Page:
The hull side pieces, 19 and 21, are 2 mm too short, and to extend them first remove the central trio of track roller mountings, then divide each into three parts by vertical cuts between the mountings for the bogie units. Cement 2 mm wide strips of 40 thou plastic sheet to the cut faces of the central pieces then cement the outer sections in place, taking great care that they are accurately aligned. Add to each side an internal stiffener cut from 40thou sheet, and when all joints are thoroughly set file down the projecting parts of the extensions. Now cut the hull bottom, part 20, into roughly equal front and rear parts, and cut the front part of the hull top, part 22, from the remainder along the angle immediately behind the driver's hatch. The hull sides, the two parts of the bottom and the front part of the top are now assembled; the rear part of the top can be used as a guide, but must not be cemented in position. A rectangle of 40 thou sheet, 60 x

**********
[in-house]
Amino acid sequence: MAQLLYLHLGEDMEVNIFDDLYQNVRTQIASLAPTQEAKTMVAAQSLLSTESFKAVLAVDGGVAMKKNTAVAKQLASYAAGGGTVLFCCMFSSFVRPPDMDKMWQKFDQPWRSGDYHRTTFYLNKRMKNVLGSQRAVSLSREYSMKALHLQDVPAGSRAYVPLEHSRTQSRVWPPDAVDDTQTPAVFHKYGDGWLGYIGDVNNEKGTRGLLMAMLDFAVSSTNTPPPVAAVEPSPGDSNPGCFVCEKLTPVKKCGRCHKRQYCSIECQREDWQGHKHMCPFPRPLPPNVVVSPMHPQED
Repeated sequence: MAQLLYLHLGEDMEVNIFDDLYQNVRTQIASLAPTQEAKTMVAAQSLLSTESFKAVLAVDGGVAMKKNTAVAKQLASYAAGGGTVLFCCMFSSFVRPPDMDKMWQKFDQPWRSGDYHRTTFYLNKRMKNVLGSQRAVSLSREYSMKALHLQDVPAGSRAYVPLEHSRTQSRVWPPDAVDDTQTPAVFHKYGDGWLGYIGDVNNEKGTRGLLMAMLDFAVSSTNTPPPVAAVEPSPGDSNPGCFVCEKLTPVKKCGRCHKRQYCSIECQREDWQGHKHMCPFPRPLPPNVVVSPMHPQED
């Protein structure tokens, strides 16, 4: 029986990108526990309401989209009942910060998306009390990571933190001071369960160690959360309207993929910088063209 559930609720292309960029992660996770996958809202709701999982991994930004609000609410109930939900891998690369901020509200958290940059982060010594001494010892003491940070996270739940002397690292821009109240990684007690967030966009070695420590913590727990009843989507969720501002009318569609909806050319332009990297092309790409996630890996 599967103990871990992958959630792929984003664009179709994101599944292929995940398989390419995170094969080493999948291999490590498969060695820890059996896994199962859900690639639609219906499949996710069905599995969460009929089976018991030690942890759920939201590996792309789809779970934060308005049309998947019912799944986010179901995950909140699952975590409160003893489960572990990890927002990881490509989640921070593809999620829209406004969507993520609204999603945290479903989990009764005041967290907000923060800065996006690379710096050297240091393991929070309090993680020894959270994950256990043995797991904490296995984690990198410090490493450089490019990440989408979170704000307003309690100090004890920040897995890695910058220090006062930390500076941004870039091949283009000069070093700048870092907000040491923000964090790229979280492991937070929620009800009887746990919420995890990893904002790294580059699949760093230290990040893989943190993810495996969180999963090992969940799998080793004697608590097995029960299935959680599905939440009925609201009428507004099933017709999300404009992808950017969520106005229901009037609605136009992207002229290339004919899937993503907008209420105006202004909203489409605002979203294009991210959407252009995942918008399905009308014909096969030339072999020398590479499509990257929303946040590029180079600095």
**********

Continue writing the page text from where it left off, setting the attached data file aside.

25 mm, is then mounted between the upper edges of the hull sides immediately behind the driver's hatch.
The engine covers are now produced. The fault in the covers as shown in the rear end of part 22 is that the 'hinges' are mounted too far forward, so that the troughs lying in front are too short and the panels behind are too long. Begin by cutting off the transverse wall and grille from the rear end of part 22, then remove the forward part to leave a rectangle 31 mm long that includes the original engine cover; now extend the troughs to the new forward edge, using strips of 30 thou sheet.